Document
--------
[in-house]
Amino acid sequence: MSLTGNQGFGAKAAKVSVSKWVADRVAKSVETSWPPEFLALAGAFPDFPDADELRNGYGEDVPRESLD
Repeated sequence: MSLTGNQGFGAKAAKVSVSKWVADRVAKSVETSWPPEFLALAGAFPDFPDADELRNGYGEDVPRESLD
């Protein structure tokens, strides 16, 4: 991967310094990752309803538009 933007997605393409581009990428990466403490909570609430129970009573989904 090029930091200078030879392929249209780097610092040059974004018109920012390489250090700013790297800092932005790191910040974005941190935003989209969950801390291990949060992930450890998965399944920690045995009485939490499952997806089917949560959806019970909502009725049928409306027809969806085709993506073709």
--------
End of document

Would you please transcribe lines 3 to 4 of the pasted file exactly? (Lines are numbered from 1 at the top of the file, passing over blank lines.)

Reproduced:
Repeated sequence: MSLTGNQGFGAKAAKVSVSKWVADRVAKSVETSWPPEFLALAGAFPDFPDADELRNGYGEDVPRESLD
């Protein structure tokens, strides 16, 4: 991967310094990752309803538009 933007997605393409581009990428990466403490909570609430129970009573989904 090029930091200078030879392929249209780097610092040059974004018109920012390489250090700013790297800092932005790191910040974005941190935003989209969950801390291990949060992930450890998965399944920690045995009485939490499952997806089917949560959806019970909502009725049928409306027809969806085709993506073709």